• When I start canning, I ask around to see who’s got the types of jars that I need – quart and pint sized jars for tomatoes, corn, and chow-chow (a Southern type of kimchi, if you will) and I use the smaller 8 ounce jars for jams and jellies. I don’t mind sharing, I just don’t like it when someone “gives” me jars and then always expects a quart of tomatoes and a jar of jam in return. Canning is very time time consuming and labor intensive and the whole reason for canning is to use what you get from your garden and save money on groceries. Does anyone else feel this way?

    1. I agree that anyone who gives you jars shouldn’t expect anything in return (and honestly, anyone who expects a quart of tomatoes has lost their mind. Those are too much work and too precious to be shared). I do make an assortment of jams each year that I share with friends/family/neighbors, but that is my choice.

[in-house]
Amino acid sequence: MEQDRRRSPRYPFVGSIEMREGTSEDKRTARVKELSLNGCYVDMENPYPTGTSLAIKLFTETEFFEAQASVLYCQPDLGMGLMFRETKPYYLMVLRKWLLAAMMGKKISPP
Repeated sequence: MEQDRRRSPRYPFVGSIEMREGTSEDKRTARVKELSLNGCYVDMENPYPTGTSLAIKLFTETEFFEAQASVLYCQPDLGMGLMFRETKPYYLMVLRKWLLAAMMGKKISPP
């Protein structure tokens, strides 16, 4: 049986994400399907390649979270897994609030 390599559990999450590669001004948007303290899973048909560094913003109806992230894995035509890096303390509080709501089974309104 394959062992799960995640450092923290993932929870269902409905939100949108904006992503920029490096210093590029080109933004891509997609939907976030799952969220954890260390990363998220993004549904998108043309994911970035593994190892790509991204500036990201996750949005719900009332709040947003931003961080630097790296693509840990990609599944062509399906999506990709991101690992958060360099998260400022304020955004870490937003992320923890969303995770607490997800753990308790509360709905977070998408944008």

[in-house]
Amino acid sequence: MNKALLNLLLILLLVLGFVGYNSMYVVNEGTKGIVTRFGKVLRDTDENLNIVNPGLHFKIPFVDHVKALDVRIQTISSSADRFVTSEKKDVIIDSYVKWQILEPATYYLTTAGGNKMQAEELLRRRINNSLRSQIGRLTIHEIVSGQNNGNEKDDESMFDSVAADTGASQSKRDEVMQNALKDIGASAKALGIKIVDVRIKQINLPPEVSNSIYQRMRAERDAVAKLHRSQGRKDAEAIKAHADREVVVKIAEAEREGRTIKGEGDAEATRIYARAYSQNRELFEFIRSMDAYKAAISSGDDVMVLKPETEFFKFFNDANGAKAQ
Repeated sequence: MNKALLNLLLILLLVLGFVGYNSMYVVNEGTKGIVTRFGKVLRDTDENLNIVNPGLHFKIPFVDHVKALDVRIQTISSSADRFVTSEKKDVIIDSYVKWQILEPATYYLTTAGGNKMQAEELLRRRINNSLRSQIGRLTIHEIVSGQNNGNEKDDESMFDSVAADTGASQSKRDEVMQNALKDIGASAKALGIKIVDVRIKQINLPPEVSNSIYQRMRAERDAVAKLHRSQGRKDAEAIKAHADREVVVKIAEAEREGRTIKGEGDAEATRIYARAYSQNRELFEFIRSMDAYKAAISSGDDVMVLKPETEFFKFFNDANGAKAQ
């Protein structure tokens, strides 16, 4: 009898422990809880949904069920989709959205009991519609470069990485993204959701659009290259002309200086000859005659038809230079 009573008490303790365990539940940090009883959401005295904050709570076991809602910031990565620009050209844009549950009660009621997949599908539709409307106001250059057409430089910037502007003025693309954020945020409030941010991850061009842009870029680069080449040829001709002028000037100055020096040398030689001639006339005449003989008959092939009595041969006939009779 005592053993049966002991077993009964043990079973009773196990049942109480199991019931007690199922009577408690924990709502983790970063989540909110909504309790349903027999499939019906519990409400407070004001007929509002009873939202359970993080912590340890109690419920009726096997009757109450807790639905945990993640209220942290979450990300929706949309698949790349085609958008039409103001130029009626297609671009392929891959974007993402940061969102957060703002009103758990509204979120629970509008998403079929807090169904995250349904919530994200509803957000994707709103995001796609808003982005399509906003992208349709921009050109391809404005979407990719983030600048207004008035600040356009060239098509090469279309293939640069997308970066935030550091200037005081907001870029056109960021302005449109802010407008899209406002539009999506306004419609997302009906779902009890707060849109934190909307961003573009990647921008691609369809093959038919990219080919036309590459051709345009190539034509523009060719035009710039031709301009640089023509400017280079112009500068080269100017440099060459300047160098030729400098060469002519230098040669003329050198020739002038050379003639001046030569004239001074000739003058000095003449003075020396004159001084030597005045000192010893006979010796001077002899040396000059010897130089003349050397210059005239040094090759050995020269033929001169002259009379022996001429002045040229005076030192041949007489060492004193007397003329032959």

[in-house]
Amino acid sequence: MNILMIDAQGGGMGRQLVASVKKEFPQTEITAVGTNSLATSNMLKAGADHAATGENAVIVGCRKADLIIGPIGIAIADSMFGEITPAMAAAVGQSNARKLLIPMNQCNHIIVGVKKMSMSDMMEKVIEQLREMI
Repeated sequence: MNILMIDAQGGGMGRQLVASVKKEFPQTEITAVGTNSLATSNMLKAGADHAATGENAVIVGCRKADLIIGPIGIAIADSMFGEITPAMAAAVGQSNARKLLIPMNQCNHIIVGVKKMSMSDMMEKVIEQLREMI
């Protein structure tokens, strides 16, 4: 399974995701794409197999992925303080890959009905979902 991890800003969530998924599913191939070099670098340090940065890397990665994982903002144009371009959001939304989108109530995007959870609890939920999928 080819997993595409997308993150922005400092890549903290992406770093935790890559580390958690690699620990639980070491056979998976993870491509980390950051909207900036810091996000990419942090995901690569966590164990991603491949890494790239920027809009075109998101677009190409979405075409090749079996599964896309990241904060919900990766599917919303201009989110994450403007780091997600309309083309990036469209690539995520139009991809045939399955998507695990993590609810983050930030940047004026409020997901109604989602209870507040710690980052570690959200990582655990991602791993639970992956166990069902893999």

• Thank you for the article! After a season or 2 I realized that jars do not necessarily get returned so I do the same as you, keep the jars that I don’t want to part with and give away the new ones. I give the people that do return jars a full one right away 😀